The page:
FTSE 100 hits record high as trade war fears ease

The FTSE 100 hit a record intraday high today as fears of a trade war between the US and China dissipated and the pound continued its downward trajectory.

London's top flight broke above 7,800 points for the first time as markets were buoyed by news overnight that the global superpowers put a hold on imposing punitive import tariffs on each others' goods.

The index was up 47 points, or 0.6%, at 7,826.34 in morning trade.

Neil Wilson, chief market analyst at markets.com, said: "The FTSE 100 notched up a fresh record high, rising clear of 7,800 for the first time as the feel-good factor from the trade war truce bolstered risk sentiment and a weaker pound delivered the usual shot of adrenaline for the blue chips.

"It looks like progress on talks between China and the US means we are not about to descend into a punitive trade war.

"Whilst there is still a long way to go and nothing is agreed until everything is agreed, there has undoubtedly been solid progress and the sense of relief in equity markets is palpable."

Among the biggest risers were G4S, Astrazeneca, Marks & Spencer and WPP.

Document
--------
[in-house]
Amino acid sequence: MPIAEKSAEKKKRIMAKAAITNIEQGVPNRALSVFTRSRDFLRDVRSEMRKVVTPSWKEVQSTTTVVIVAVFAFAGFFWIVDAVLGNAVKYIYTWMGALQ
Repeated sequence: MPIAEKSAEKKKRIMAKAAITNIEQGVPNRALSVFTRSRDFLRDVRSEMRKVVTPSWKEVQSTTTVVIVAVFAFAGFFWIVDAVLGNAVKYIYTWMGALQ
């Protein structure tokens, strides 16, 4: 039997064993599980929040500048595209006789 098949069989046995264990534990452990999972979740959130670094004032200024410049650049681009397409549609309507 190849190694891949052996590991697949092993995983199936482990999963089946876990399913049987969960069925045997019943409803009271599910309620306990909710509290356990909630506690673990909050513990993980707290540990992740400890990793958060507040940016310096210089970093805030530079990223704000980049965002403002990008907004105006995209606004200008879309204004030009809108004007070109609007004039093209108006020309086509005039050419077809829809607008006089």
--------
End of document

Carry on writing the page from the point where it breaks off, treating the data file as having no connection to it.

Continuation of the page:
The soaring FTSE, however, came at the expense of a fall in the pound, which was trading 0.5% down at 1.34 US dollars.

Against the euro, sterling was flat at 1.14 euros.

"We must note that the FTSE's gains of late are probably more attributable to a weaker pound as the dollar rallies across the board," Mr Wilson added.

BT, British Land and MicroFocus were among the few stocks trading in negative territory.


Related Articles

Ireland ‘at risk’ from shaky US-EU trade peace

Trump says US sanctions against Iran for world peace

China 'cannot guarantee' no more trade tension with US

US and UAE strike deal resolving airline dispute

More in this Section

Outsourcing with the human touch

Vape tax could extinguish State’s tobacco-free dream

Derry firm to bring classrooms into the digital age

Ireland ‘at risk’ from shaky US-EU trade peace

Today's Stories

Doubts Donald Trump’s growth spurt can be sustained

More From The Irish Examiner